Lockheed Elementary students launch their science skills thanks to STEAM program

woman with an open book talking to group of children in a classroomMaureen Myrie with students at Lockheed Elementary (photo by Arielle Robinson)

By Arielle Robinson

Monday afternoon, Lockheed Elementary School students in grades K-2 designed, built, and tested rockets during an afterschool program at the Marietta school in which the children learn skills in science, technology, engineering, art, and math.

Maureen Myrie has a background in IT and in 2013 founded The STEAM Generation.

Many people may be familiar with STEM programs, which is science, technology, engineering, and math.

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The STEAM Generation expands on this, enhancing students’ motor and literacy skills as well as providing them access to science, technology, engineering, art, and math — hence the name of the organization.

“We incorporate the ‘A’ and that is for art integration,” Myrie said. “I can’t teach STEM without art…the art element is incorporated into the design, which is a part of the engineering design process. The children have to be able to articulate what they’re envisioning in their buildings. In order to do that, they have to express themselves through art.”

The STEAM Generation, a nonprofit, aims to serve children from socioeconomically disadvantaged backgrounds.

They work with children aged 4-14 and do classes, camps, workshops, and partner with other schools and nonprofits in the metro Atlanta area. They also have virtual classes in light of the pandemic.

Myrie serves kids in 22 states around the U.S. and in parts of Canada.

“We’re targeting schools that are Title I schools,” Myrie said. “We serve everyone, but all our funding goes to schools who have a high free and reduced lunch population, like Lockheed. We’re here to provide these opportunities to children who would not be able to afford it otherwise.”

Myrie started Monday’s program off by reading “The Rooftop Rocket Party” by Roland Chambers. The book is about a boy who loves rockets and space travel.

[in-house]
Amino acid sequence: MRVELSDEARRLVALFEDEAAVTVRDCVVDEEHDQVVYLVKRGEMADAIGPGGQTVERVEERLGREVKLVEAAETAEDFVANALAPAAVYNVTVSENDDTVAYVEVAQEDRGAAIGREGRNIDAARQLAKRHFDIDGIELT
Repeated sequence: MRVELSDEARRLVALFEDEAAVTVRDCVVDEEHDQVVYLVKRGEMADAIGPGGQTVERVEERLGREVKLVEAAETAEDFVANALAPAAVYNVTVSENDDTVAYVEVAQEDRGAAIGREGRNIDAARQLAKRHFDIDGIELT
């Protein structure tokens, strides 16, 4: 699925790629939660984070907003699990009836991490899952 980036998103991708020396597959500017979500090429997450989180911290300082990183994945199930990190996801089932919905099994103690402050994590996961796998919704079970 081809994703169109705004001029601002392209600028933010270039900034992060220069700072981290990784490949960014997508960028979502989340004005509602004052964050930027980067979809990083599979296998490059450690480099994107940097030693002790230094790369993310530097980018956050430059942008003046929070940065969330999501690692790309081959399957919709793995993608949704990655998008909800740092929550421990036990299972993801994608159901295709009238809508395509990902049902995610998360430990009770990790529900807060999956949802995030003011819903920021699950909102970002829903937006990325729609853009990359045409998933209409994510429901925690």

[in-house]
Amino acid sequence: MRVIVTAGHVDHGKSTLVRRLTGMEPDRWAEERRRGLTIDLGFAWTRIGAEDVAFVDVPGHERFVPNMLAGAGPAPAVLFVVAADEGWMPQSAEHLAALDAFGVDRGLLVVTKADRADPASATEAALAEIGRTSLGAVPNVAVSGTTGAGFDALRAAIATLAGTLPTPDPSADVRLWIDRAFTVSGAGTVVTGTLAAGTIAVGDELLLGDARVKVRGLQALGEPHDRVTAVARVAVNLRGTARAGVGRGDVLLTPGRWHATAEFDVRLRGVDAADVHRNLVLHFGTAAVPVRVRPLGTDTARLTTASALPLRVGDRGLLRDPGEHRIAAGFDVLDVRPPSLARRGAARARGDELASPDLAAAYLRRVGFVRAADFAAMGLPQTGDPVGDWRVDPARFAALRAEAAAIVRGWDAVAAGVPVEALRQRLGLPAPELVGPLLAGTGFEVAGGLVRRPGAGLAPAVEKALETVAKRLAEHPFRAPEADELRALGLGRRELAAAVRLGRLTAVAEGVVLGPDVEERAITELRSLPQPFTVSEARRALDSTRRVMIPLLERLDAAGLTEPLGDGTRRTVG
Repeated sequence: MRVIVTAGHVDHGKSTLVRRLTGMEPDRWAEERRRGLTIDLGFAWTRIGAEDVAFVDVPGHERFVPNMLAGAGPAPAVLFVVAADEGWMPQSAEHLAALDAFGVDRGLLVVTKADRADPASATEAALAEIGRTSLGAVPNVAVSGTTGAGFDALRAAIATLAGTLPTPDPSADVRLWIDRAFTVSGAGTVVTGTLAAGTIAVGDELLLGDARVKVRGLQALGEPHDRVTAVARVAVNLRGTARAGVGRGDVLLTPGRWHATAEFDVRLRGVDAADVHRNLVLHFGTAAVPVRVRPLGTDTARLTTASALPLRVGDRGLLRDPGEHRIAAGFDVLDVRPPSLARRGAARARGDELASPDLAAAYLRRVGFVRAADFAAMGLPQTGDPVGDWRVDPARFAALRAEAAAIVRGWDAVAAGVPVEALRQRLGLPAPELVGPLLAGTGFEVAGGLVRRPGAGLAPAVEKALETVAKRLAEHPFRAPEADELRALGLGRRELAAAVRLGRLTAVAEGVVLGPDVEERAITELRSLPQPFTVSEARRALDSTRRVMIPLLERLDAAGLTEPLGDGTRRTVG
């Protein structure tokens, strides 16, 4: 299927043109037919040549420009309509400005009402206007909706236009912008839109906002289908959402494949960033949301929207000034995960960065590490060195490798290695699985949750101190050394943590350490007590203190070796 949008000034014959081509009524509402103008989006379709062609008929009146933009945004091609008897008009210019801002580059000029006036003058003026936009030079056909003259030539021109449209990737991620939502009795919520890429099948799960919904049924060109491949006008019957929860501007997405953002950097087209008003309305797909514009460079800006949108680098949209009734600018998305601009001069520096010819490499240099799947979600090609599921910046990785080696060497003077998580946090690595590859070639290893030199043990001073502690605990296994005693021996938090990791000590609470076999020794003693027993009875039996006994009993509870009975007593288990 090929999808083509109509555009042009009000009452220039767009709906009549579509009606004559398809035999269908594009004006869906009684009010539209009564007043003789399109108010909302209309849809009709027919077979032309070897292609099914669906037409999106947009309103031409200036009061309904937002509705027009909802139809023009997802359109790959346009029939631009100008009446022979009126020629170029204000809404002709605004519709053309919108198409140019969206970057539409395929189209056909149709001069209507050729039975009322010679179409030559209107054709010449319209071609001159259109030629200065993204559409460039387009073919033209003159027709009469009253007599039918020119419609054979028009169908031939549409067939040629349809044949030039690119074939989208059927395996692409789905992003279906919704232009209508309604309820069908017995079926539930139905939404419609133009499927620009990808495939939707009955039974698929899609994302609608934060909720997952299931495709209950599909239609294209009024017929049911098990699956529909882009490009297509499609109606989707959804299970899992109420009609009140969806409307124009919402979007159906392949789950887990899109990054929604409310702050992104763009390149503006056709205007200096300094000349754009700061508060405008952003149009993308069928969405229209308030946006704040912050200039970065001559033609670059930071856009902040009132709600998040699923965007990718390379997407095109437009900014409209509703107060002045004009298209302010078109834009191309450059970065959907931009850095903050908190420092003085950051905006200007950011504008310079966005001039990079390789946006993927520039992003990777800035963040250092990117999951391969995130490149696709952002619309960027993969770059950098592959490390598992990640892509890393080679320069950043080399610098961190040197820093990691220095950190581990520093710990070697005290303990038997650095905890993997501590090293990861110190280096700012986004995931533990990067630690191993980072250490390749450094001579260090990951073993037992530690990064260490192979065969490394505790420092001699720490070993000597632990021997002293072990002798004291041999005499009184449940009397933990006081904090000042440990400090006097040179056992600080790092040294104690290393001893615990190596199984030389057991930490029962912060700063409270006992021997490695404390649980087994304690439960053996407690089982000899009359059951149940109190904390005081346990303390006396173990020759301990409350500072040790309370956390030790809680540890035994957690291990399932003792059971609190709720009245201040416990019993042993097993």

Afterward, the children, under Myrie’s guidance, began designing their rockets on paper.

Myrie first instructed the children to draw a rectangle. This is what she called the fuselage, which is the rocket’s main body.

The kids then proceeded to draw the fins and the nose cone of the rocket. Each student added their own touch to their drawing, coloring them in shades they saw fit and some adding rocket fire.

After the design portion, the students began building their own rockets. The fuselage in this case was a straw.

“What are my two rules [about the straws]?” Myrie asked the children.

“Don’t bend the straw, don’t blow into the straw,” kids said in unison.

The STEAM students cut out two wings they drew onto an index card and taped them to the straw. They used clay to act as the nose cone, putting it on top of the rocket.

Once these steps were complete, the children lined up to launch their rockets in an air-powered rocket launcher. The aim was to see whose rocket could fly the farthest.

After each kid launched their rocket once, Myrie instructed the kids to take the very tip of their clay nose cones off to see if that would propel their rockets further, which it did.

When asked why that happened, Myrie said “The lighter the nose cone, the farther the rocket goes. So I’m teaching them about how weight impacts the rocket and the performance of a rocket.”

Maureen Myrie with Lockheed Elementary students (photo by Arielle Robinson)

The kids cheered and watched in awe as their self-designed rockets flew across the cafeteria. Some ran back in line, eager to be able to do it again. They would show off their rockets to their peers.

Myrie said that since the kids had to stay after school anyway, they might as well engage in academic enrichment programs.

For various reasons, some related to social class, some children may not know basic skills that they would have been taught in pre-K. This puts them behind other children when they get to elementary school.

For example, a few of the older children did not know how to cut properly.

“Our goal is to bridge the gap because the school can’t do everything,” Myrie said. “We use the out of school time enrichment … to continue the learning … Think about COVID, these kids may have been impacted by COVID. Learning loss is still real and it just got exacerbated by COVID.”

Myrie said that The STEAM Generation focuses on problem solving, critical thinking, and peer collaboration. The program is supplementary to school learning.

Child works on rocket design (photo by Arielle Robinson)

The Rotary Club of Marietta sponsors and funds The STEAM Generation at Lockheed for this school year. The specific program at Lockheed began six weeks ago and is held every Monday after school.

Normally, around 30 children are in the program.

This week the program focused on aerospace engineering and next week, they will shift to civil engineering, which will close out the school year.

Myrie said The STEAM Generation’s programs are driven by funding. They will have to secure funding to do the program for the next school year.

“We’re in need of funding to continue to support the program here for the next school year,” Myrie said. “We’re in need of support from individuals and companies.”

To learn more about The STEAM Generation, please visit its website linked here.

Arielle Robinson is a student at Kennesaw State University. She is the current president of the university’s chapter of the Society of Professional Journalists and former editor at the KSU Sentinel.  She enjoys music, reading poetry and non-fiction books and collecting books and records. She enjoys all kinds of music and reading poetry and non-fiction books.

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